By Alex Goldberg PhD.
There are some things to like about Bird Box, the movie where weird aliens/monsters descend upon Earth and cause anyone who sees them to commit suicide. There are also some things that are truly dumb and silly and make you roll your eyes—just look at that picture! They’re rowing down a river blindfolded! All considered, though, it’s a typical end-of-the-world monster movie with a story that has fresh (well, sort of fresh) ideas but doesn’t really find a meaningful conclusion for them to go to.
So, the story revolves around Sandra Bullock—totally forgetting what her name in the movie is, which isn’t a great sign, for either the movie or my memory…oh yeah, Malorie—as she traverses a river with her two kids, Girl and Boy (not shitting you, these are the names Malorie has given the two children), blindfolded so that the movie’s monsters don’t look into her eyes and cause her to kill herself. The rest is told in flashbacks to explain how her and the two kids got there, beginning with her visit to the doctor, where things start to go haywire and people start offing themselves in the street.
That initial set up is also pretty bland, regurgitating things you’ve seen before in an end-of-the-world movie. There’s nothing particularly fresh about it, with things that might disturb you only if you’ve never seen any recent horror movie ever. People die and survivors are forced to fend for themselves. What a novel idea! One of them even believes in hokie-pokie mythological gods or something! What?
Anyway, there are two things that the movie does well, and that’s make it somewhat suspenseful and make Malorie’s journey atypical. The suspense is pretty straightforward, from hidden monsters lurking around trying to effectively kill people to our heroes being blindfoldedly navigating obstacles, some of which are just really too stupid to ever ever ever try (please, don’t take part in the Bird Box challenge and try driving a car blindfolded, there’s no way you’ll make three feet down the road). Malorie’s storyline is somewhat interesting in that from the beginning, she’s reluctantly pregnant.
She doesn’t really want kids or the responsibility that goes with them, making the fact that she’s now responsible for keeping two of them alive during a monster infestation even more strenuous. It’s an interesting idea and, to the detriment of the film, it isn’t explored in nearly the amount of depth that it needed to be. Most of the film focuses on Malorie right before she gives birth, making her relationship with her kids vague at best, showing you only one or two scenes of how she handles it from day-to-day. I wish I could get to know the kids, because they’re only really dangled like pieces of meat for the grinder, making their names Girl and Boy actually kind of fitting in the grand scheme of things.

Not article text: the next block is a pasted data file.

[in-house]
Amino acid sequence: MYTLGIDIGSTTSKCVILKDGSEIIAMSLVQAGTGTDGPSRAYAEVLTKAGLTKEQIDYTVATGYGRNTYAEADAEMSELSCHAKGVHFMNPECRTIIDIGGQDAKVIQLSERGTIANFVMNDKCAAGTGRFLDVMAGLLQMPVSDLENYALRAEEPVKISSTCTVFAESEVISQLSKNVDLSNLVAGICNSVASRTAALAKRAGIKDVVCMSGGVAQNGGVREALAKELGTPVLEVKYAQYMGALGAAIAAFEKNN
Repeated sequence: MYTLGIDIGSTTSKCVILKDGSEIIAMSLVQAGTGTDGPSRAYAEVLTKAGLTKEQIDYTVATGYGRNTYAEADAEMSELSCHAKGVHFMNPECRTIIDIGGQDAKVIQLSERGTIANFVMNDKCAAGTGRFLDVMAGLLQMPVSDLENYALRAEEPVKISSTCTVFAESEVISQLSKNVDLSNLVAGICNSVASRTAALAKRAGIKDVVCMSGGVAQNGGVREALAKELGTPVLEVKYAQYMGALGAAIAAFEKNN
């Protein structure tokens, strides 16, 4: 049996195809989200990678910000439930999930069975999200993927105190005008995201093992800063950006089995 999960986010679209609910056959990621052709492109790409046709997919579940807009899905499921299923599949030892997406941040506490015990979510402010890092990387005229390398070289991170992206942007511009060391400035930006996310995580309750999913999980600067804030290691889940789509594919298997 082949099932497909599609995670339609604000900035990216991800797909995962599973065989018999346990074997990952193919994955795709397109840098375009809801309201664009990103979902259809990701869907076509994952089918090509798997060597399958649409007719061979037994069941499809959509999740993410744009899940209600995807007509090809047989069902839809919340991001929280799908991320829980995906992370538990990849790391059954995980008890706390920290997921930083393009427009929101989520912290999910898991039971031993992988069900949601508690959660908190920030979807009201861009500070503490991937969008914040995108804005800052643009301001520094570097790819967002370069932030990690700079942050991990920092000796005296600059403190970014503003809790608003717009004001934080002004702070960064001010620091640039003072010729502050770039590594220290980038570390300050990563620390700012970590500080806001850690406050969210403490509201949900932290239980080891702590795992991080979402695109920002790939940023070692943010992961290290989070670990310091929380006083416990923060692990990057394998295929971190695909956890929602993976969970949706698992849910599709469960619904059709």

I laughed when I found out that those were their names, as if the director couldn’t tell the audience in a more direct way, “THIS WOMAN DISLIKES CHILDREN,” but really, why not? There’s absolutely nothing about them that makes them special in the movie, except that they make stupid decisions at bad times because the movie needs suspense. Now if you think about it that way…the suspense is cheapened by the manipulative dangling of the kids. I guess it’s filmed well, though.
If you like Sandra Bullock and John Malkovich, you could do worse than Bird Box. It’s got good production and interesting ideas. I just didn’t get too into it, because every time a fresh idea would appear, it would get cut off at the bud. A better way to have written the script is to forget about the flashbacks and give the audience something more concrete to hold on to, like a tense, lifelike relationship between Malorie and her kids.
The backstory provided too much filler and not enough atmosphere, a glaring problem for an apocalyptic tale that requires a bit of world building to keep you intrigued. By the end, no matter what the final destination was for the characters, I didn’t really care all that much.
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